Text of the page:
A young knight sets out to join King Richard's crusaders. Along the way, he encounters The Black Prince who captures children and sells them as slaves to the Muslims. It is Robert Narra's ... See full summary »
Lila Green is an insecure and aging showgirl for Madame Olga's stage shows. When her boyfriend, Rick, runs off with the shows money, Madame Olga and Ronny let Lila go. Lila goes to stay ... See full summary »
Franklin J. Schaffner
The Romanovs' Last Photograph tells the story of the Romanov sisters, Olga, Tatiana, Maria, and Anastasia, in the hours leading up to their execution in 1918. The girls share their hopes, ... See full summary »
Catherine Faris King
Davidde, Andrea and Fra Angelo were determined to change things in Sicily and provide bread for the children, jobs for the people. Their methods were robbery and murder. Now Andrea's in prison, the only one of the three left alive.
The tragic story of Nicholas II, the last Czar of Russia, set against the backdrop of the Russian Revolution. It is an inside look into the private lives of Nicholas and his wife Alexandra, their daughters, their only son and the painful secret about their son and heir apparent which bound the Imperial Couple to the mystical Rasputin, and the eventual execution of the entire family. Written by
Gailene Va. Holley <email@example.com>
There are many historical inaccuracies in this film, but neither the film makers nor Robert K. Massie, whose book this title is based upon, can be held responsible for the inaccuracies in regard to characters and events. When Robert K. Massie initially researched materials for his book, the Soviet government was still in power in Russia and would only authorize viewing of those "facts" that had been assumed by people and "approved" by the then ruling government to be examined by researchers of the Romanov family. It was not until the Soviet government fell in 1991 that documents that had been secreted away and which were hidden from the public could be fully examined and researched. See more »
Rasputin continuously mispronounces Matushka (little mother) when addressing Alexandra. The accent is on the first syllable. See more »
Tsar Nicholas II:
All my life. My whole life I've done what you want. I gave mother up. You hated her, so we don't see her anymore. I gave my friends up. Do you know I haven't a single friend? I've got my family. Four girls, one sick boy... and you. I ask myself, before I eat, sleep, or change my clothes, is this what Sunny wants? And it never is. There's always more! Sweet jesus how much do you want of me?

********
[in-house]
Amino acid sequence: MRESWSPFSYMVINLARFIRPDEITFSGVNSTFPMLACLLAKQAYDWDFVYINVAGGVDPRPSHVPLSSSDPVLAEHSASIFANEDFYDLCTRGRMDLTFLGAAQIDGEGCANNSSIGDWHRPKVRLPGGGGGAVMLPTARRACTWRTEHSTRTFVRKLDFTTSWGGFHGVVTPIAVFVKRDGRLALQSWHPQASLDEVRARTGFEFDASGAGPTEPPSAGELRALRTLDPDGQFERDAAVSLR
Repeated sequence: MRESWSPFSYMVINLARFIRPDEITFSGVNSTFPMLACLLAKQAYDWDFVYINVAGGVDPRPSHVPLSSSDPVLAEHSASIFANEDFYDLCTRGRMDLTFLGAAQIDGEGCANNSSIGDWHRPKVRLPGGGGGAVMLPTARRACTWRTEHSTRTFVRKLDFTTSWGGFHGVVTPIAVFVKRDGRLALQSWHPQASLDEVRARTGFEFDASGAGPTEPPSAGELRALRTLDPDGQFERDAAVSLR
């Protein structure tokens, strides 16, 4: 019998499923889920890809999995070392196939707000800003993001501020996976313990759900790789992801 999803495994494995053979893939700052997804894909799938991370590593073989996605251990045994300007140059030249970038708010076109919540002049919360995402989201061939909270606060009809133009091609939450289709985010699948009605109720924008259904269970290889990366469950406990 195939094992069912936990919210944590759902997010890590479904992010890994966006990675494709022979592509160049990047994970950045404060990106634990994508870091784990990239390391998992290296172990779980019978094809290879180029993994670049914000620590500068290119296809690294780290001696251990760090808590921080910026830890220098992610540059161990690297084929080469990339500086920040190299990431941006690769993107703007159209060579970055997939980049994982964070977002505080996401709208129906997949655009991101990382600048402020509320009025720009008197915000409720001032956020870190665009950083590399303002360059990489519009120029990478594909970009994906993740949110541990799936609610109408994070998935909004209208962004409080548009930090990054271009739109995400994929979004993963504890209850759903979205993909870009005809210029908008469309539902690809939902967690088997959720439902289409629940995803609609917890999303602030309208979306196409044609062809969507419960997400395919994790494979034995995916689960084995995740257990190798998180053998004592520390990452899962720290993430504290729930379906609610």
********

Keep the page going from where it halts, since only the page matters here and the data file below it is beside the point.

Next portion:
See more »
Fascinating look at Czarist Russia during the Revolution...
This lavish version of NICHOLAS AND ALEXANDRA will especially appeal to anyone who is fascinated by their legendary story and the bitter fate which awaited the family of Nicholas Romanov. One of his daughters was Anastasia. Her story, too, has been told in films and books.
JANET SUZMAN is excellent as the woman who turns for comfort and hope to a madman, Rasputin, while her ineffective husband is unable to convince her that he is a charlatan. MICHAEL JAYSTON is effective as Nicholas, inhabiting the role so completely that you feel he is the man himself. TOM BAKER, who bears a striking resemblance to the real Rasputin, is also up to the demands of his role.
There's a vast canvas of historical background filmed in splendid Technicolor with obviously no expense spared in all the costuming and production design details. The only real drawback is a lack of pacing in several key dramatic scenes, especially toward the end when the family's execution turns into an endless wait for the assassins to enter the room. Many scenes could have been more tightly edited to reduce the running time of over three hours.
The supporting cast includes famous names like LAURENCE OLIVIER and MICHAEL REDGRAVE in what amount to bit roles. The daughters have little to do but the hemophiliac son, Alexis, is played with great sensitivity by RODERIC NOBLE.
The realization that she is responsible for carrying the genes that gave her son his condition, is what torments Alexandra and leads to her unwise decision to take counsel from Rasputin.
Dramatically, the film suffers from the slow pacing--but the story itself is so compelling that it makes up for this deficiency by providing scenes of epic grandeur and stunning cinematography.
It fully deserved its Oscars for Best Art Direction and Costume Design. It was nominated for several other Oscars but Janet Suzman lost to Jane Fonda of KLUTE and the Best Picture award went to THE FRENCH CONNECTION.
3 of 4 people found this review helpful.
Was this review helpful to you?